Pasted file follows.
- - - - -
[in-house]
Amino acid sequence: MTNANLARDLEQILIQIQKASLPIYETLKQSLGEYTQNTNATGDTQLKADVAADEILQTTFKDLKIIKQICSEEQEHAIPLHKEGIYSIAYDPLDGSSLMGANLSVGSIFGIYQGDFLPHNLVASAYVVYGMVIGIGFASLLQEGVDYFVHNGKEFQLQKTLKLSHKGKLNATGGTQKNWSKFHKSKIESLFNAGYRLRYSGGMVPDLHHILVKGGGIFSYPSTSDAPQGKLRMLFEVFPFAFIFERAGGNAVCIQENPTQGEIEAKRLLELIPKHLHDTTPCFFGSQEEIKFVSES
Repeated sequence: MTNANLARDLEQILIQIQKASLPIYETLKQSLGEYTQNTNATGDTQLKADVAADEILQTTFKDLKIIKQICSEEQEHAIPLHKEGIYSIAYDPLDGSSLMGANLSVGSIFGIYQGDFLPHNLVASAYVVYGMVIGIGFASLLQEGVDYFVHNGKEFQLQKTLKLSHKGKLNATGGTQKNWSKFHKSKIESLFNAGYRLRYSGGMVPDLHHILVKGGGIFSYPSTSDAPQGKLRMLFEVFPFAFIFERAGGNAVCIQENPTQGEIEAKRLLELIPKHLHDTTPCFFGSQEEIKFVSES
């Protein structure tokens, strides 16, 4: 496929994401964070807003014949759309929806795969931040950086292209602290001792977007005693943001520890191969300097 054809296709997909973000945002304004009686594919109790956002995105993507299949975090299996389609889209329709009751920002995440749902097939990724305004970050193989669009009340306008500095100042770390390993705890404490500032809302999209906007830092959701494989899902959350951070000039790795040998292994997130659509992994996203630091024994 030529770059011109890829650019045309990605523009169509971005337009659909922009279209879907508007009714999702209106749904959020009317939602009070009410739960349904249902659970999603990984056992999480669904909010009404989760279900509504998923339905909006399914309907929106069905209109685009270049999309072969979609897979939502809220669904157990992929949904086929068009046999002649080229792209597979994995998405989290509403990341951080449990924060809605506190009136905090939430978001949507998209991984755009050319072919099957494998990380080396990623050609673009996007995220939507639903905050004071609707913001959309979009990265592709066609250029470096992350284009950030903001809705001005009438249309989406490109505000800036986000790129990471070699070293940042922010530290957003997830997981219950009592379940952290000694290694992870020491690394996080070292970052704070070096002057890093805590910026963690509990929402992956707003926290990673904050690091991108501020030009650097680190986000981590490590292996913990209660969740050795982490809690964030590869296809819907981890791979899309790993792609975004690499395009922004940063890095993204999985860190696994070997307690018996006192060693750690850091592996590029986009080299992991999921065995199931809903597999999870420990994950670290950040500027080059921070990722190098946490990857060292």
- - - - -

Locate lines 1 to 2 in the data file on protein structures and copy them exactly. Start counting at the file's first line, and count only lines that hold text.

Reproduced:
[in-house]
Amino acid sequence: MTNANLARDLEQILIQIQKASLPIYETLKQSLGEYTQNTNATGDTQLKADVAADEILQTTFKDLKIIKQICSEEQEHAIPLHKEGIYSIAYDPLDGSSLMGANLSVGSIFGIYQGDFLPHNLVASAYVVYGMVIGIGFASLLQEGVDYFVHNGKEFQLQKTLKLSHKGKLNATGGTQKNWSKFHKSKIESLFNAGYRLRYSGGMVPDLHHILVKGGGIFSYPSTSDAPQGKLRMLFEVFPFAFIFERAGGNAVCIQENPTQGEIEAKRLLELIPKHLHDTTPCFFGSQEEIKFVSES